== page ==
VILNIUS — Turkish President Recep Tayyip Erdogan arrived in Vilnius on Monday and held meetings with NATO Secretary-General Jens Stoltenberg and Swedish Prime Minister Ulf Kristersson. The discussions paved the way for Sweden to join NATO, signaling a significant development in the country’s potential membership.
Erdogan also engaged in a conversation with President Charles Michel of the European Council. Following their discussion, Michel took to Twitter to express that they had explored avenues to rejuvenate cooperation between the European Union and Turkey, aiming to elevate it to a prominent position once again.
During their meeting, Biden expressed his appreciation for Erdogan’s commitment to Sweden’s NATO membership, calling the NATO summit a “historic meeting.”
Biden commended Erdogan, saying, “I want to thank you for your diplomacy and your courage to take that on. And I want to thank you for your leadership.”
Erdogan, through a translator, stated that he saw the meeting as the first step in a new process and took the opportunity to wish Biden luck in the upcoming elections, prompting a lighthearted exchange between the leaders.
“With the forthcoming elections, I would like to take the opportunity to wish you the best of luck,” Erdogan told Biden.
This meeting marked the fourth encounter between Biden and Erdogan. They previously met on the sidelines of the NATO summit in Brussels in June 2021, during the summit in Madrid in June 2022, and had a brief conversation during the G20 summit in Bali, Indonesia.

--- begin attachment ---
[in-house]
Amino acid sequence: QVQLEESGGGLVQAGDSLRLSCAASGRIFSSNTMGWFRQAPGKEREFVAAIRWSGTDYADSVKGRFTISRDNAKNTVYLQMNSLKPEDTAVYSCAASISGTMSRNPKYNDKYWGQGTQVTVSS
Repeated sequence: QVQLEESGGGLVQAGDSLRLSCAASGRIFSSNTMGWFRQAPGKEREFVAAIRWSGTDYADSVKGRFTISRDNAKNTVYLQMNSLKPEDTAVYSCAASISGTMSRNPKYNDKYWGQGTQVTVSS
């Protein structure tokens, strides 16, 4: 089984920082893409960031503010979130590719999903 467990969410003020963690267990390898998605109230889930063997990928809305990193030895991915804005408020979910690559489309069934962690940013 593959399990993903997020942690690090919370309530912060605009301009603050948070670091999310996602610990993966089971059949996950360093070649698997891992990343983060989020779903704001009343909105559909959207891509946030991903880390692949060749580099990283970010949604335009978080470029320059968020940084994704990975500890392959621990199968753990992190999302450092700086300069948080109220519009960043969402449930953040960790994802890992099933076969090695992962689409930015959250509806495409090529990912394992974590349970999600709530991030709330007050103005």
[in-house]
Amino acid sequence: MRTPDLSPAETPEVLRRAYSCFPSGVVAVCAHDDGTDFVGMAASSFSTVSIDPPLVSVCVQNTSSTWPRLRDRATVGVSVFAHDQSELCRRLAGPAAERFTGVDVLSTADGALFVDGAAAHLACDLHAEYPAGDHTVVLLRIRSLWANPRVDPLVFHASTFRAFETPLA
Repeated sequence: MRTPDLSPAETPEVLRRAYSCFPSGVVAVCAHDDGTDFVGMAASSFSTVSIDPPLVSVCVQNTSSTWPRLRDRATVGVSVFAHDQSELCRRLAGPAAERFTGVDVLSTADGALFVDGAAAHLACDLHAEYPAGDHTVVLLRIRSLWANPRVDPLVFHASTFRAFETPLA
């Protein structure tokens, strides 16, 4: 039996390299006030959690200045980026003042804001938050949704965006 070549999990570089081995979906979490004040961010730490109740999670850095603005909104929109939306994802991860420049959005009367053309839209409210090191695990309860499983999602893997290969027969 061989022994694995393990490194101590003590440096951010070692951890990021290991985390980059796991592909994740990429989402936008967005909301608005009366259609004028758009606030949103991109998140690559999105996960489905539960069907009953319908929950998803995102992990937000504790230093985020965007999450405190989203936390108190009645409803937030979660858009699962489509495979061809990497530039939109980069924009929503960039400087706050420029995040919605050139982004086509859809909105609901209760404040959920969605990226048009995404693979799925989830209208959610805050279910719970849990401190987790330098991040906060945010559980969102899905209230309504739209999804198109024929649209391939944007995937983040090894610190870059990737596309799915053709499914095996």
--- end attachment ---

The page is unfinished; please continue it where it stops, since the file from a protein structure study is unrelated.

Prior to the meeting with Biden, Erdogan held separate discussions with UK Prime Minister Rishi Sunak, French President Emmanuel Macron, and Canadian Prime Minister Justin Trudeau.
Turkey, a NATO member since 1952, has been a crucial security partner for the United States. The country played a vital role in the fight against ISIS as a member of the anti-ISIS Coalition, providing access to its military bases in 2015, which proved instrumental in the defeat of the terrorist organization.
However, relations between Washington and Ankara soured following Turkey’s purchase of the Russian-made S-400 missile defense system. As a consequence, Turkey was removed from the F-35 program by the U.S., and the issue remains unresolved.
Trade between the United States and Turkey has been substantial. In 2021, Turkey’s exports to the United States reached nearly $15 billion, making the US its second-largest trading partner.
Conversely, Turkey ranked 25th among the U.S.’s trading partners, with a trade volume of $12.5 billion. The State Department acknowledges the trade relationship as “modest compared to its potential.”